NEW YORK (CNN) – Brutal, well organized, and well financed. The Islamic state in Iraq and Syria, also known as ISIS, has rapidly morphed into the world’s most dangerous jihadist organization.
Its methods so extreme, al-Qaeda itself has disavowed any relationship with it.
The group seized on the power vacuum left by the U.S. withdrawal in Iraq, the continuing Syrian Civil War, and the smoldering hostility between different Muslim groups to grow in influence and bolster its ranks, becoming a magnet for battle hardened militants from around the world.
Its goal is synonymous with its name: to set up an Islamic caliphate in the Middle East. With its recent advances in northern Iraq, that goal appears to be closer.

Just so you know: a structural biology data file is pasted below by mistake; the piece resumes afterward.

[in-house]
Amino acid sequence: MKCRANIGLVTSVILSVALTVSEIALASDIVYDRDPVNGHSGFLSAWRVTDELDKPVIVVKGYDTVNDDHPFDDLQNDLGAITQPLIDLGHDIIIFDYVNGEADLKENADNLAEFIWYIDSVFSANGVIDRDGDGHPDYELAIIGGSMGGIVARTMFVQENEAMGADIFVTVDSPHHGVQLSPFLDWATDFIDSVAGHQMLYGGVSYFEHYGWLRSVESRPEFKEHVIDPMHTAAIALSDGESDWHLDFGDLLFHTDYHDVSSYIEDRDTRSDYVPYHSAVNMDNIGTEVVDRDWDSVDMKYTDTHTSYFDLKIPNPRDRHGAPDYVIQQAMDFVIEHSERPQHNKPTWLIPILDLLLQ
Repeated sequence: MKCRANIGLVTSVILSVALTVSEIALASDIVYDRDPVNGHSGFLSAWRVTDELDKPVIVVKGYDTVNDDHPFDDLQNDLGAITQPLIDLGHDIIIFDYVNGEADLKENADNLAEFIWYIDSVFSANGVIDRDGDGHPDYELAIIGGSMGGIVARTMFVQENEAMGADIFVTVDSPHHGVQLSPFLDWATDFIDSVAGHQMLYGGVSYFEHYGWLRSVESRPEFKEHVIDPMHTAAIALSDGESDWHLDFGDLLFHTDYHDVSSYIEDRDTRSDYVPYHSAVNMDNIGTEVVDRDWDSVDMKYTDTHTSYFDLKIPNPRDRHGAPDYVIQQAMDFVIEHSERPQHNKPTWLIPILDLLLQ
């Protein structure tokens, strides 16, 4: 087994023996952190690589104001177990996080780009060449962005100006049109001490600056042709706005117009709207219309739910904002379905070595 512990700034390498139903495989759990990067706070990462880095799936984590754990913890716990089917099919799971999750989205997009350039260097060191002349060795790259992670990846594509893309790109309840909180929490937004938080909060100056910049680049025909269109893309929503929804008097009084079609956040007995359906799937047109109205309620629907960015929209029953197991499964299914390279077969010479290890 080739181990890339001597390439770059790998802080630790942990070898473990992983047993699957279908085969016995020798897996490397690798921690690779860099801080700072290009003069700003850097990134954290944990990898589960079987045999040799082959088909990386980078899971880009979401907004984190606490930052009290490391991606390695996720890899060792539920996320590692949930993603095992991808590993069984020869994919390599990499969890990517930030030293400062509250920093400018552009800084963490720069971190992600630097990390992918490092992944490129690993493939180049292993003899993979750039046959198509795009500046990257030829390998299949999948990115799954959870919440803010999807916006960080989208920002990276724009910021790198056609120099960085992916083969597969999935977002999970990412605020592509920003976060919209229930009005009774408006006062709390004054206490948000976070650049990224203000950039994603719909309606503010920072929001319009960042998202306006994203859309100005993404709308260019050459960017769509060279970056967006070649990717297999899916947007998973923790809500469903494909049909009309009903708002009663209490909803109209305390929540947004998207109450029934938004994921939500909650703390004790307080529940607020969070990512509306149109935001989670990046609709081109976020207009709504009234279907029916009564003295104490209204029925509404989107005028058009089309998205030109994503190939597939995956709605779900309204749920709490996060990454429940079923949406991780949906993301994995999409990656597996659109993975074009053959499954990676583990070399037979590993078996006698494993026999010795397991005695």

ISIS now controls crucial swaths of territory stretching from the Syrian city of Aleppo all the way to the outskirts of Baghdad and has threatened to advance on the capital itself.
Formed by Abu Musab al-Zarqawi, ISIS was originally known as the Islamic state of Iraq, al-Qaeda’s affiliate there.
It was tasked with creating a sectarian civil war to destabilize the country during the U.S. led occupation. Its current leader, Abu Bakr al-Baghdadi, has a larger vision for the group.
al-Baghdadi assumed control of the group in 2010 at the age 39. A religious scholar, who claims to be a direct descendent of the prophet Muhammad.
His shrewd leadership and ruthless tactics have inspired thousands and many experts call him the new Osama bin Laden.
As ISIS has grown, it has assumed the responsibility not just of a terrorist group, but of a ruler, often providing food and services to the residents it controls.
ISIS rules through fear: imposing Sharia law and holding public floggings and executions to keep residents in check.
With each city it conquers, its power and influence grows.